El-Beblawi, 76, served as finance minister in one of the first cabinets formed after autocrat Hosni Mubarak was ousted in 2011 and the military stepped in to rule for nearly 17 months. But he resigned in protest in October 2011 after 26 protesters, mostly Christians, were killed by troops and security forces in a crackdown on their march.
A Sorbonnne-educated economist has been a professor in several Egyptian universities and served in the United Nations for six years in the U.N. Social Economic Commission for Western Asia. After Mubarak’s fall, he was one of the founders of the Egyptian Social Democratic party, one of several secular parties in the liberal grouping National Salvation Front in which ElBaradei is a leading figure.
He called for dialogue between the new leadership and their Islamist opponents in the streets. “Everyone in Egypt must sit together on the table for dialogue to solve current political differences, stop violence and bloodshed in the street,” he told The Associated Press.
Late Monday, Mansour issued a declaration that included a temporary, truncated constitution and the timetable for the transition period.
But it quickly brought out the strains among the factions that have a seat at the table in discussions over the transition.
The anti-Morsi protest movement Tamarod, Arabic for “rebel,” said it was not consulted on the declaration. It said the declaration gave too much power to Mansour, including the power to legislate, since there is no parliament. A post-Morsi plan put forward by Tamarod called for a largely ceremonial interim president with most power in the hands of the prime minister.
It also complained that the process will involve amending the Islamist-drafted constitution passed under Morsi’s administration instead of completely throwing it out and writing a new one.
“The people didn’t have a revolution to bring back the Muslim Brotherhood constitution. We don’t want a patchwork constitution. We want a new one,” said one of Tamarod’s founders, Walid el-Masry, who added that the group would meet with Mansour to press for changes to the declaration.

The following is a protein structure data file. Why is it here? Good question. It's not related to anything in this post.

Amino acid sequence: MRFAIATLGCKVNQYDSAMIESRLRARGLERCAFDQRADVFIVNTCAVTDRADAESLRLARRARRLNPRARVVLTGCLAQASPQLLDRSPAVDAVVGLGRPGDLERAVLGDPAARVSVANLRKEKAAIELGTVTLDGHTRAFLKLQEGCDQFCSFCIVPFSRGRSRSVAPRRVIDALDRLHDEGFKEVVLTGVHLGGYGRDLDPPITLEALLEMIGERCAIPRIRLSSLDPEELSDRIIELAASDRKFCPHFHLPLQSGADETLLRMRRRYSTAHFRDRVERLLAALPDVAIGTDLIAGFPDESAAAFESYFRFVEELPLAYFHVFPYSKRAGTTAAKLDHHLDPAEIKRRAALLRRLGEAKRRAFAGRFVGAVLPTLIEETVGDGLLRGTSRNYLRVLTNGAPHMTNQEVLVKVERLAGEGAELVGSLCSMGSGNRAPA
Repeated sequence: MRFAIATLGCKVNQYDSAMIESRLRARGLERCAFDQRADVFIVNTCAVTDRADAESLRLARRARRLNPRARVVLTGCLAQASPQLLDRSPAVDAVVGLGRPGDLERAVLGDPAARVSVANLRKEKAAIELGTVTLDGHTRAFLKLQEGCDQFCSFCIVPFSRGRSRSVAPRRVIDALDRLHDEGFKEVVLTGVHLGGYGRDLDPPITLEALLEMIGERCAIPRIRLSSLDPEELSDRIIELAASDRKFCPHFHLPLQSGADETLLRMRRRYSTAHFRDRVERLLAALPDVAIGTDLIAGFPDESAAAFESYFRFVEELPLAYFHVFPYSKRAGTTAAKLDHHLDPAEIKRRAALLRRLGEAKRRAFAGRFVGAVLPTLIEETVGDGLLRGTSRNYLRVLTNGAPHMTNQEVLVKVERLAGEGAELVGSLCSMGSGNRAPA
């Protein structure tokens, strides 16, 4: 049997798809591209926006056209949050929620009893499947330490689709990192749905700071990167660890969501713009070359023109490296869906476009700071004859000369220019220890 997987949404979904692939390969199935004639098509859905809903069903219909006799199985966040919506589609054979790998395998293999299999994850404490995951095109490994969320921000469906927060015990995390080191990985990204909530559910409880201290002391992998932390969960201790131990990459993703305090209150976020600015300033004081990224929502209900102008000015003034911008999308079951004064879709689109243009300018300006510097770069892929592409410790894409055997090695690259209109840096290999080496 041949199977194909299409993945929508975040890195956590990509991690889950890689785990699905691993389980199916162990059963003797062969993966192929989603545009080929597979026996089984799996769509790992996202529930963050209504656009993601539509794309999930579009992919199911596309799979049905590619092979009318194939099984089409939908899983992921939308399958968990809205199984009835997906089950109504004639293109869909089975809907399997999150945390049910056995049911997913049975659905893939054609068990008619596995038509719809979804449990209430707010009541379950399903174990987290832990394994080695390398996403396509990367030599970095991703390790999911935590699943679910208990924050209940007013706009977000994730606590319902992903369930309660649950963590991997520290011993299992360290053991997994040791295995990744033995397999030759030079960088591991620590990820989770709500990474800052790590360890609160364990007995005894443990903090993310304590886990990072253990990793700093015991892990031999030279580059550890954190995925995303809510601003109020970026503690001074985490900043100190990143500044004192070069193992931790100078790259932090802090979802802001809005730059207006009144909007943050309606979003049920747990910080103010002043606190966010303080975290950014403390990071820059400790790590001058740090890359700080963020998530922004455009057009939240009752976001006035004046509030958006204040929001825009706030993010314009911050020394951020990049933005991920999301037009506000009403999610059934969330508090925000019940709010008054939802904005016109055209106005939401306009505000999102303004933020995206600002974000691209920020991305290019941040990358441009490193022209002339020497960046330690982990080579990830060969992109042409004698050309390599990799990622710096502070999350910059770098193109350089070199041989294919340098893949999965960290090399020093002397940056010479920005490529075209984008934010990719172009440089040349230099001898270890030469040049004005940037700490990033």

Under the timetable issued Monday, two appointed panels would draw up and approve amendments to the constitution, which would be put to a referendum within 4 1/2 months from now. Elections for a new parliament would be held within two months of that. Once the new parliament convenes, it would have a week to set a date for presidential elections.
After Monday’s bloodshed, authorities stepped up moves against Islamists.
The military accused armed Islamists of sparking Monday’s carnage by attacking the headquarters of the Republican Guard. Morsi supporters say no such attack took place and that troops attacked their sit-in nearby, opening fire on them without provocation after dawn prayers. Along with 51 protesters, an army officer and two policemen were killed.
An Egyptian security official said 650 people were arrested, most during Monday’s violence, for allegedly trying to storm the headquarters. The official said there were Syrian and Palestinian nationals among those arrested. The official spoke on condition of anonymity because he was not authorized to talk to the press.
The general prosecutor announced that authorities confiscated weapons, knives and home-made explosives and bombs from the sit-in site and that investigations found that armed men have used rooftops of residential and government building to fire at the Republican Guard forces.
Egypt also chided the Islamist-rooted governments of Turkey and Tunisia that criticized the army’s ouster of the president. The Foreign Ministry summoned the Turkish ambassador to complain of interference in internal affairs after Turkish officials called for U.N. intervention.